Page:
A limo driver opened fire in apparent self-defense as a rolling gunfight involving three vehicles took place Tuesday night in the streets of St. Petersburg, police say. At least four people were injured.
Investigators spent much of the day Wednesday trying to piece together the details, and they believe it all started around 9 p.m. when a rented limo picked up eight passengers in the area of 6th Street S and 29th Street S.
The limo clients headed to the 'Scene' nightclub downtown and then later to a convenience store at 5 Avenue S and 34th Street. Not long after that, the limo driver said, a black Chrysler 300 and a silver Kia pulled alongside and tried to force the limo to stop.
That's when someone in the Chrysler opened fire at the limo, wounding two passengers. The limo driver, who had a concealed weapons permit, pulled out his own gun and returned fire as he sped away from the area.
He eventually spotted several police officers who were investigating an unrelated shooting. Police found the black Chrysler, later determined to have been stolen, in the 700 block of 28th Street S. Inside was a lone, wounded occupant, later identified as Anzio Dale.
Dale, 27, has a criminal record that includes auto theft, aggravated assault on a law enforcement officer, and robbery. He was hospitalized in critical condition.
A handgun was found in the car and detectives believe that there was a least one additional person in the car at the time of the shooting. There was no sign of that person or people, and no sign of the Kia, however.
The two victims in the limo suffered non-life-threatening injuries. A third victim, who was dropped off at All Children's Hospital, told police he was a friend of the limo passengers and had been riding in a car behind the limo when he was struck by gunfire. He was also expected to recover.
Investigators believe the shooting was an attempted robbery. They believe the limo occupants may have been flashing large amounts of cash at the convenience store, catching the attention of the would-be robbers in the Chrysler and Kia.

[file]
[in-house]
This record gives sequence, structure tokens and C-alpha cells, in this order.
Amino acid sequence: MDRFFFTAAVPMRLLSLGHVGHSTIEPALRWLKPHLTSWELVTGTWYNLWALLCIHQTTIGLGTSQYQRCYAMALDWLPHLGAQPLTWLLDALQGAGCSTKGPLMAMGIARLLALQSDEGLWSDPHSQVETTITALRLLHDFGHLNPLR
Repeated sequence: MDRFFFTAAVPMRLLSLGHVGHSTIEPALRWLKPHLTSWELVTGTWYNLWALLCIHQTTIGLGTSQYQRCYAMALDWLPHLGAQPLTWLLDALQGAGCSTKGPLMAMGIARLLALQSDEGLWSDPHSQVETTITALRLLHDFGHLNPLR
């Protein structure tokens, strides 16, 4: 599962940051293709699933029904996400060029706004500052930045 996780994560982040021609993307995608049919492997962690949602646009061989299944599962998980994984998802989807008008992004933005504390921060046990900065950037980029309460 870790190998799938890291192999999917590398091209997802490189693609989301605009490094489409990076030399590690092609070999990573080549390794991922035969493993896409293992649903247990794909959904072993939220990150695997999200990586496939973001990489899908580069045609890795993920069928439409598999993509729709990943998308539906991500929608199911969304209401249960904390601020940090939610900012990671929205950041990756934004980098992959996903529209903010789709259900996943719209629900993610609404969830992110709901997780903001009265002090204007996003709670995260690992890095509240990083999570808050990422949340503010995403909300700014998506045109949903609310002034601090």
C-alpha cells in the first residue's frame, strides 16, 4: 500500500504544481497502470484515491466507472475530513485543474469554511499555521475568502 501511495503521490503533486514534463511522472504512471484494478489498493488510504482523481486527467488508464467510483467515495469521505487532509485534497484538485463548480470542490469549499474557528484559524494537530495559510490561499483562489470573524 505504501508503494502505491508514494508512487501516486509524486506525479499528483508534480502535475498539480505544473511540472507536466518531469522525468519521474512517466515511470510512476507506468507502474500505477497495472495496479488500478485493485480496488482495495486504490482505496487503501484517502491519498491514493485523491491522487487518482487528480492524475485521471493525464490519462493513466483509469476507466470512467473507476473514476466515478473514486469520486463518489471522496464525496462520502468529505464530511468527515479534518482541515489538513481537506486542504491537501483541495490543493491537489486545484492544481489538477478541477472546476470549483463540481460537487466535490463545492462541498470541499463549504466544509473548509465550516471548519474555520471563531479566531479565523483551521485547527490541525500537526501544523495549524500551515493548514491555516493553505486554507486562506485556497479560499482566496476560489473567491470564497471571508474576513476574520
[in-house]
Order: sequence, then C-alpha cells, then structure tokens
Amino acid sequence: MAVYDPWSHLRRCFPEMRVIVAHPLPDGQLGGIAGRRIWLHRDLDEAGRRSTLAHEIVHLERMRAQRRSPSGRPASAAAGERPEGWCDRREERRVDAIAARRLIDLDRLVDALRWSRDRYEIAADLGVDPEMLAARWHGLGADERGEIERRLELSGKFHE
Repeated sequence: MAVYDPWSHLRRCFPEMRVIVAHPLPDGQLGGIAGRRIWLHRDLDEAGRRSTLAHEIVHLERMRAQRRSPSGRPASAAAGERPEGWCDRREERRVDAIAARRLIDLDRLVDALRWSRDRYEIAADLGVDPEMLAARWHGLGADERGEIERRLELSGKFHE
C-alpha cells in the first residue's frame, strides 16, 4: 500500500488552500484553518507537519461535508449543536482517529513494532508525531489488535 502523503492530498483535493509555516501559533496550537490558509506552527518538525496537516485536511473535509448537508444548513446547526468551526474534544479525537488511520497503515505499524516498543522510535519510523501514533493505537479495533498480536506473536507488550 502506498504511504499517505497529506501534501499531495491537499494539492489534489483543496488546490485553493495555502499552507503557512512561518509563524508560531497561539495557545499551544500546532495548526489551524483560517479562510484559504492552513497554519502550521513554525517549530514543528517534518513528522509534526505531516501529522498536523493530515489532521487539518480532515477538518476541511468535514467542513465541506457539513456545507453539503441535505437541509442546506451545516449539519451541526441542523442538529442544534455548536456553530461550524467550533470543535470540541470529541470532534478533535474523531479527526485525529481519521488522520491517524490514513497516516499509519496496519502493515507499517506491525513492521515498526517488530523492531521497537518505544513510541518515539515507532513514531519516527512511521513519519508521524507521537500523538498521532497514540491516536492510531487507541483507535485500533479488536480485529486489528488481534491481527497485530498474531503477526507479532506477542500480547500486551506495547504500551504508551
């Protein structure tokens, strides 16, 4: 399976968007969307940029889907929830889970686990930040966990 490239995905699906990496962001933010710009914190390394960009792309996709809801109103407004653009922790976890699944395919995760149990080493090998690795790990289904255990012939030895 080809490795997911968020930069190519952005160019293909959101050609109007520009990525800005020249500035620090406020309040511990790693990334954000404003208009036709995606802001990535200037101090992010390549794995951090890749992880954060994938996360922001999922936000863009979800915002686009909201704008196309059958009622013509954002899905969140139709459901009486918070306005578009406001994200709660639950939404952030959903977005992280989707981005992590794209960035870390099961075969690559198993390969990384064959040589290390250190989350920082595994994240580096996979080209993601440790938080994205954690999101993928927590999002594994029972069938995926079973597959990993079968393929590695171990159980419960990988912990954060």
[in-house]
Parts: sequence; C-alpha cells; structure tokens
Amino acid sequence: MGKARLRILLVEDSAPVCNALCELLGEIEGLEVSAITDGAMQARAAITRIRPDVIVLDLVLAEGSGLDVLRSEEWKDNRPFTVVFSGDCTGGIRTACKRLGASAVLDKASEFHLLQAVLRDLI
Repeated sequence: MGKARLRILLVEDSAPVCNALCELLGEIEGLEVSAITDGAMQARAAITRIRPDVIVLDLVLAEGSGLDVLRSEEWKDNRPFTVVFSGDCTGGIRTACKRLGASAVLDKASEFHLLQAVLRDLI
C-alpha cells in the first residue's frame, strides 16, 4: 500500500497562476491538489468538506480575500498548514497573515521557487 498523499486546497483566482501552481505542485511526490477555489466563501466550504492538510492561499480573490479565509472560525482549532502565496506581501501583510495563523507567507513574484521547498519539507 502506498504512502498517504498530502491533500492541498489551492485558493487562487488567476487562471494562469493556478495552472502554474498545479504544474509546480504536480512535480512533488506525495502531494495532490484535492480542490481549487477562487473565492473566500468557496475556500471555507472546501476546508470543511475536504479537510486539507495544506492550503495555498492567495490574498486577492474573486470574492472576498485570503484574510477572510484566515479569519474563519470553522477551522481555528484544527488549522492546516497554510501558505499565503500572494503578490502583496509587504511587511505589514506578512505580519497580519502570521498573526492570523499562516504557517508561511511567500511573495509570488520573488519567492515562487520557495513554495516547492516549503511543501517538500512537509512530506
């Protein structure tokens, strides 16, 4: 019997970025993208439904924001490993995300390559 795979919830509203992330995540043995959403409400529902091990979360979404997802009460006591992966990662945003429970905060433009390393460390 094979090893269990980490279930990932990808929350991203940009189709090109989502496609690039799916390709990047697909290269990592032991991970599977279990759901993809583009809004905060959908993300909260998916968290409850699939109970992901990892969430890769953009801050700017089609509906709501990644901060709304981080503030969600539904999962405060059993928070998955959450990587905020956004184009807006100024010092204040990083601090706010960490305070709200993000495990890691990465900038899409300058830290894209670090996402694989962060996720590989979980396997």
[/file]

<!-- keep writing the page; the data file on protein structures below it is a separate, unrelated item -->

The limo driver, who was not named by police, will probably not face any charges.
"Part of what every chaffer does is security because you are in a higher profile vehicle and you are somewhat a target in bad areas," said Ken Lucci of Ambassador Limousine.
But is that really the job of a chauffeur?
Lucci says never expect your limo driver to be packing a weapon.
"We don't advocate carrying concealed weapons. If we have a client in a security scenario we have a trained security officer in a second chair. The problem you have is your are depending on your chaffer to be your security agent is his primary responsibility into move the guests and vehicle out of harm's way," he said.
In other words, a driver will drive away. After all, most limo passengers are corporate clients, high-profile celebrities or groups who booked
The vehicle for a night on the town.
"Your primary responsibility is to make sure your guests are safe, in traffic, driving," Lucci said.
Knowing the surroundings is key to staying safe -- and calculating an escape plan to avoid danger.
Maneuvering a large vehicle, filled with up to 18 people, is tricky. That's the size of a classroom. The job requires a commercial drivers license, not a concealed weapon. But the driver of this limo happened to have one, and made the decision to fire.
FOX 13 / WTVT-TV
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